Unfortunately, Hilary fell over at around 16km and broke her right ring and little fingers. We knew she is tough but perhaps didn’t realise quite how tough. After refusing to take any ibuprofen she made an emergency sling out of her spiderbag and continued until the doctor finally caught up with us at 34km. Later in the day she fell again, landing on the same hand and alreay broken fingers. For the first (and hopefully last) time, we saw here with tears in her eyes.

We ran together for the whole of the day – walking fast up the hills, and jogging carefully down them. There is very little that is flat in between.

As the altitude increased, Owen began to suffer, and was reduced to a slow walk on the steep hairpin bends. This was clearly the effect of the rapidly increasing altitude, and seemed a worry signal about the future.

The doctor – who turned out to be a tremendous asset for the whole group – caught us up near the end of the day, and very reassuringly put a splint on Hilary’s hand and gave her some pain killers. The last 4.5km were very, very steep uphill. Owen was strong during this second climb and we all finished together in 6h53.

Sandakphu is a marvellous spot: an encampment of hikers’ huts at the top of the ridge, with marvellous views (especially at dawn – well worth getting up for). There was hot soup, snacks and hot drinks from when we arrived, and a roaring log fire to huddle round for warmth, and an excellent runners’ dinner. The huts are comfortable, but do not have electric lighting and only have cold running water (hot water is available in buckets on request: and a warm sponge never felt so good!).

One luxury was having the option to have “drop bags” left for you at any designated aid station – we just gave a bag in at the start with a tag saying which aid station we wanted it at. Sure enough: they were waiting for us. This enables you, for example, to arrange to have a warmer top waiting somewhere up the mountain, without having to carry it all the way up yourself.

DAY 2 – 20 miles – 3rd November 2003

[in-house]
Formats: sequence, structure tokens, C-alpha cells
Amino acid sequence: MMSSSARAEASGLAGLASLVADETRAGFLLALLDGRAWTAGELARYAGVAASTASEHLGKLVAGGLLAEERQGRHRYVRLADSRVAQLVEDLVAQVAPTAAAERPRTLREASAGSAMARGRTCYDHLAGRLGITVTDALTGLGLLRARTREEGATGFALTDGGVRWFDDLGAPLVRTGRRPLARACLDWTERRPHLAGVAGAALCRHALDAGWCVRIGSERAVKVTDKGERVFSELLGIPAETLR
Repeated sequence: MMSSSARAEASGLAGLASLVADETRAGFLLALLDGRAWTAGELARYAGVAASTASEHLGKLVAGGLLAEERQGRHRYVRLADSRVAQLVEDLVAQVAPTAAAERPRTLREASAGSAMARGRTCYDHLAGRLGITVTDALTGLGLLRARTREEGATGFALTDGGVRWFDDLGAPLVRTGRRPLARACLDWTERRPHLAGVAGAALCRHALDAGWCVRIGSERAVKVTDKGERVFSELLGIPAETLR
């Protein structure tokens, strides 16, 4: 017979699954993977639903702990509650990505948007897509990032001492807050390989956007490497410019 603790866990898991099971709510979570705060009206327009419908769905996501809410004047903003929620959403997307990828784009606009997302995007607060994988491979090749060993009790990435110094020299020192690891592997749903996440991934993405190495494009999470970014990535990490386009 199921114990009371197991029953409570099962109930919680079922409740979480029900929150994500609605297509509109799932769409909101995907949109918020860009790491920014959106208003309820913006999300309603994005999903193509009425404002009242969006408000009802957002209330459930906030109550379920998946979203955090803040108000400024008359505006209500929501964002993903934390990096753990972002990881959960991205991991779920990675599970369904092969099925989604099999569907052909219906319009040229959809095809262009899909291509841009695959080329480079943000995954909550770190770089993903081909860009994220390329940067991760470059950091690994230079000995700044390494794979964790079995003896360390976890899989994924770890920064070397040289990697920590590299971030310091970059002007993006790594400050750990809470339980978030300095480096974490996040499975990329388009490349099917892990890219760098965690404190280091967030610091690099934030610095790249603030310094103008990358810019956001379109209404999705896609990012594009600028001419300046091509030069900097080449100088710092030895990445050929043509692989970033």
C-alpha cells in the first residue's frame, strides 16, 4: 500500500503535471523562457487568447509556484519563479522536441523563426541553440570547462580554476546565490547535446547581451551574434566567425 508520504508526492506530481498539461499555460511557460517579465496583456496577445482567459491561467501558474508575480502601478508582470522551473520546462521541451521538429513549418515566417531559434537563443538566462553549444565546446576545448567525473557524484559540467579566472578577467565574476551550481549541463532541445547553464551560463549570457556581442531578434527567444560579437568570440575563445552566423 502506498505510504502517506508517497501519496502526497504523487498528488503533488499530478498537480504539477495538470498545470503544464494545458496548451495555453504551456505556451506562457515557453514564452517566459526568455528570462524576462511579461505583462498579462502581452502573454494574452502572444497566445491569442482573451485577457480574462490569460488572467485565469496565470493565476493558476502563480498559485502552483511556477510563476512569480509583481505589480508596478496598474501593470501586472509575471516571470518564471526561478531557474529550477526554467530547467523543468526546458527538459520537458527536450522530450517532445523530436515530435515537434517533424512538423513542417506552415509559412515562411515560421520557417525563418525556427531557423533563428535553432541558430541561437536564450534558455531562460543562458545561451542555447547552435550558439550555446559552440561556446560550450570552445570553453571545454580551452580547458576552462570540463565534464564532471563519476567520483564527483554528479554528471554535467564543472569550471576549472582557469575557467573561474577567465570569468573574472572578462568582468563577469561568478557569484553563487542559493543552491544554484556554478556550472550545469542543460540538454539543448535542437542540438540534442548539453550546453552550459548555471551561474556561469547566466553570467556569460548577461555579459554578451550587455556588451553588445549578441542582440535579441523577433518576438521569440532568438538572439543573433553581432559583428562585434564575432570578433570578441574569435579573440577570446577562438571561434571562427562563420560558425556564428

Start: Sandakphu (11815 ft / 3601m)
Finish: Sandakphu (11815 ft / 3601m)

Today was an out and back course. This was supposed to be flat! Well, don’t believe if anyone talks about flat courses in the Himalayas. We ran together, and probably walked about a third of the day.

Sunrise at Sandakphu
The hill to the turning point, Molle (11655 ft / 3540m), apparently 3km, seemed relentless. However, it was great to see the fast runners returning from the turning point. Noel and Sergio were neck and neck (even though Sergio had missed the start and had caught up with Noel.) Lynne was, for the second day in a row, amongst the fast men and finished the day as first lady (under pressure from boyfriend Noel!). She seemed unbeatable as the likely overall winner of the lady’s race.

Grethe noted in her diary: “Owen really supported me today when I felt tired with only 4km remaining (a runny tummy during the night was probably the main contributor). I am slightly worried about tomorrow’s full marathon or more according to those who have done it before.

We finished in 3 hours 53 minutes.

DAY 3 – 26.2 miles – 4th November 2003

Start: Sandakphu (11815 ft / 3601m)
Finish: Rimbik (6350ft / 1935m)

The race started early, at 6.45am, to ensure that the slow runners and walkers had a good chance of reaching the end point before nightfall. There was still frost on the ground. We dreaded having to get up to the top of Molle (11655 ft / 3540m) again, which had been the previous day’s turning point. Somehow it seemed a lot shorter today – perhaps because we knew what to expect, perhaps because we were getting stronger, or perhaps because we were becoming acclimatised to the altitude.

We arrived at Molle after 1h43 (compared to 1h56 the day before). At around 12k, on one of the downhills, we overtook Lynne, which made Grethe the leading lady. From Molle we went further along the ridge to Phalut (11380 ft / 3469m). It was still at a high altitude, and still very undulating (which seems to be the Hindi for very hilly!)

We saw the leading men coming flying down about half way from Molle to Phulut. The road was still a mixture of rough cobble stones and hard sand. We were surprised that the stronger men were just 5-10 minutes ahead. Once we got back to Molle, the downhill began. This was fun. It began with sandy steep drops in narrow passes, and gorges, getting rougher later when we reached the woods. We could hear the waterfall long before seeing the wooden bridge. One of the runners said afterwards that he felt like Indiana Jones. After the bridge the path went along the river. Initially slightly uphill with big stones, later it was a nice even route.